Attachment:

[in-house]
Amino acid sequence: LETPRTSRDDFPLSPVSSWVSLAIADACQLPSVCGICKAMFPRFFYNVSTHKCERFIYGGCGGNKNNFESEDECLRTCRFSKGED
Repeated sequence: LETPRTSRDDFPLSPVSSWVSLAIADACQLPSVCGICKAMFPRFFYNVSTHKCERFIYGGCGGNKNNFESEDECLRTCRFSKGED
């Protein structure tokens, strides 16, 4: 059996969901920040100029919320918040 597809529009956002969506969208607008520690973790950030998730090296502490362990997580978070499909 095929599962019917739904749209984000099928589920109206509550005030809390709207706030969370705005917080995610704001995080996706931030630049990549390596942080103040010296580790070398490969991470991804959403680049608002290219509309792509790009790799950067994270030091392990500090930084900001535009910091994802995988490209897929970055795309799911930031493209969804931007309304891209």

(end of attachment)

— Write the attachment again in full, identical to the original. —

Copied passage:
[in-house]
Amino acid sequence: LETPRTSRDDFPLSPVSSWVSLAIADACQLPSVCGICKAMFPRFFYNVSTHKCERFIYGGCGGNKNNFESEDECLRTCRFSKGED
Repeated sequence: LETPRTSRDDFPLSPVSSWVSLAIADACQLPSVCGICKAMFPRFFYNVSTHKCERFIYGGCGGNKNNFESEDECLRTCRFSKGED
């Protein structure tokens, strides 16, 4: 059996969901920040100029919320918040 597809529009956002969506969208607008520690973790950030998730090296502490362990997580978070499909 095929599962019917739904749209984000099928589920109206509550005030809390709207706030969370705005917080995610704001995080996706931030630049990549390596942080103040010296580790070398490969991470991804959403680049608002290219509309792509790009790799950067994270030091392990500090930084900001535009910091994802995988490209897929970055795309799911930031493209969804931007309304891209």